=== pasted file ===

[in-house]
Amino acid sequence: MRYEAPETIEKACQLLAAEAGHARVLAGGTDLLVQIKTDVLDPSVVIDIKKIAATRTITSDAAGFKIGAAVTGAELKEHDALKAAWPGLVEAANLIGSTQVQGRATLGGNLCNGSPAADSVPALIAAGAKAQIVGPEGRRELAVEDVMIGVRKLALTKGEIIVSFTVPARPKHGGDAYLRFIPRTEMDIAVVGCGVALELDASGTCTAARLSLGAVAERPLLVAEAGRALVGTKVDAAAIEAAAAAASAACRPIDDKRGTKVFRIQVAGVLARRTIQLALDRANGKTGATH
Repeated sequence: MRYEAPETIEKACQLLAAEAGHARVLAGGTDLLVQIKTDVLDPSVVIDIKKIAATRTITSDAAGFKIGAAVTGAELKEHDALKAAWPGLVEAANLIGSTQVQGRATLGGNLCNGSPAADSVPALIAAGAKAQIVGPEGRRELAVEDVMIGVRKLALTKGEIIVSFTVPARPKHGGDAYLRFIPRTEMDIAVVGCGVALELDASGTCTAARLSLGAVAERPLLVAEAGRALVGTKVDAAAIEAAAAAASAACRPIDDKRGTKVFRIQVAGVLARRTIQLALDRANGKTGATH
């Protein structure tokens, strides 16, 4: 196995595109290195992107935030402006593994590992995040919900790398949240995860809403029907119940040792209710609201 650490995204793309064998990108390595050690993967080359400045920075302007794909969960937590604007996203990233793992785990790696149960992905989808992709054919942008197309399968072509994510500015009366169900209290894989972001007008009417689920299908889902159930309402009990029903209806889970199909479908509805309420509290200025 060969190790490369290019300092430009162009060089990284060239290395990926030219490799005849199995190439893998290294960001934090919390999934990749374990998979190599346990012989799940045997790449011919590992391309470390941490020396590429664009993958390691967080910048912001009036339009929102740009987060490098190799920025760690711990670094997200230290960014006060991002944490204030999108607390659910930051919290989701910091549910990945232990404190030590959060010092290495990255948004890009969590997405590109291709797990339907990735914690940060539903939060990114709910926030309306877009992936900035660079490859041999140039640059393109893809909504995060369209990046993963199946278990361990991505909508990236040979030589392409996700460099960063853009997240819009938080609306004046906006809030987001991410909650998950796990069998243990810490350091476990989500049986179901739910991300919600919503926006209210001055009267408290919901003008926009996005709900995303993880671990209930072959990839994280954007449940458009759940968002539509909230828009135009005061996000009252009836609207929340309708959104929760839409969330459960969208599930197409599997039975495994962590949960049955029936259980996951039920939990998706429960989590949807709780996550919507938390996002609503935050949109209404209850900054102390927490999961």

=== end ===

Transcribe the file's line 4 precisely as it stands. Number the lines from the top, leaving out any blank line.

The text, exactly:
């Protein structure tokens, strides 16, 4: 196995595109290195992107935030402006593994590992995040919900790398949240995860809403029907119940040792209710609201 650490995204793309064998990108390595050690993967080359400045920075302007794909969960937590604007996203990233793992785990790696149960992905989808992709054919942008197309399968072509994510500015009366169900209290894989972001007008009417689920299908889902159930309402009990029903209806889970199909479908509805309420509290200025 060969190790490369290019300092430009162009060089990284060239290395990926030219490799005849199995190439893998290294960001934090919390999934990749374990998979190599346990012989799940045997790449011919590992391309470390941490020396590429664009993958390691967080910048912001009036339009929102740009987060490098190799920025760690711990670094997200230290960014006060991002944490204030999108607390659910930051919290989701910091549910990945232990404190030590959060010092290495990255948004890009969590997405590109291709797990339907990735914690940060539903939060990114709910926030309306877009992936900035660079490859041999140039640059393109893809909504995060369209990046993963199946278990361990991505909508990236040979030589392409996700460099960063853009997240819009938080609306004046906006809030987001991410909650998950796990069998243990810490350091476990989500049986179901739910991300919600919503926006209210001055009267408290919901003008926009996005709900995303993880671990209930072959990839994280954007449940458009759940968002539509909230828009135009005061996000009252009836609207929340309708959104929760839409969330459960969208599930197409599997039975495994962590949960049955029936259980996951039920939990998706429960989590949807709780996550919507938390996002609503935050949109209404209850900054102390927490999961």